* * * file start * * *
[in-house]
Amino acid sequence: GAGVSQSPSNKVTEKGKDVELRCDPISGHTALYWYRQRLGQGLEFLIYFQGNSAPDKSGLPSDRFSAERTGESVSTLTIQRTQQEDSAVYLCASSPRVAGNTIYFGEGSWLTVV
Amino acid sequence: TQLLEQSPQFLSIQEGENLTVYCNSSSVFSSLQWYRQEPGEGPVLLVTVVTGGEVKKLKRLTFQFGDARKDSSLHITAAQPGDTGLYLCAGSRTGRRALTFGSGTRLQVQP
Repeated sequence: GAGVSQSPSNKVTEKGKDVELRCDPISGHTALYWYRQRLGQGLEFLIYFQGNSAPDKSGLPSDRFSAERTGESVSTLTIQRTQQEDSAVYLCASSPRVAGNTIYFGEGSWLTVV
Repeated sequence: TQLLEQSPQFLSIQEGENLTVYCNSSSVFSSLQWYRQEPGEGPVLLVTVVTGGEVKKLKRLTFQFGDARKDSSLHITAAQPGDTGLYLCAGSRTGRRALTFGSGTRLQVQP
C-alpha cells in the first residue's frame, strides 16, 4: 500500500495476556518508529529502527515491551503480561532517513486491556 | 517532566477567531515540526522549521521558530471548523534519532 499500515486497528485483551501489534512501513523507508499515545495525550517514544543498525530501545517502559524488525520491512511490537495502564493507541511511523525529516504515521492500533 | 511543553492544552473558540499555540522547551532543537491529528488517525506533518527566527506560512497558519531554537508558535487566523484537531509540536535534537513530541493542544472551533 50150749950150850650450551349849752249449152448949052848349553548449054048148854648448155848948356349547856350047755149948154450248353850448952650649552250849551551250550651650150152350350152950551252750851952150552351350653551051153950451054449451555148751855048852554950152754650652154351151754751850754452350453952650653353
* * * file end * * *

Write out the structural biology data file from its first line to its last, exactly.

[in-house]
Amino acid sequence: GAGVSQSPSNKVTEKGKDVELRCDPISGHTALYWYRQRLGQGLEFLIYFQGNSAPDKSGLPSDRFSAERTGESVSTLTIQRTQQEDSAVYLCASSPRVAGNTIYFGEGSWLTVV
Amino acid sequence: TQLLEQSPQFLSIQEGENLTVYCNSSSVFSSLQWYRQEPGEGPVLLVTVVTGGEVKKLKRLTFQFGDARKDSSLHITAAQPGDTGLYLCAGSRTGRRALTFGSGTRLQVQP
Repeated sequence: GAGVSQSPSNKVTEKGKDVELRCDPISGHTALYWYRQRLGQGLEFLIYFQGNSAPDKSGLPSDRFSAERTGESVSTLTIQRTQQEDSAVYLCASSPRVAGNTIYFGEGSWLTVV
Repeated sequence: TQLLEQSPQFLSIQEGENLTVYCNSSSVFSSLQWYRQEPGEGPVLLVTVVTGGEVKKLKRLTFQFGDARKDSSLHITAAQPGDTGLYLCAGSRTGRRALTFGSGTRLQVQP
C-alpha cells in the first residue's frame, strides 16, 4: 500500500495476556518508529529502527515491551503480561532517513486491556 | 517532566477567531515540526522549521521558530471548523534519532 499500515486497528485483551501489534512501513523507508499515545495525550517514544543498525530501545517502559524488525520491512511490537495502564493507541511511523525529516504515521492500533 | 511543553492544552473558540499555540522547551532543537491529528488517525506533518527566527506560512497558519531554537508558535487566523484537531509540536535534537513530541493542544472551533 50150749950150850650450551349849752249449152448949052848349553548449054048148854648448155848948356349547856350047755149948154450248353850448952650649552250849551551250550651650150152350350152950551252750851952150552351350653551051153950451054449451555148751855048852554950152754650652154351151754751850754452350453952650653353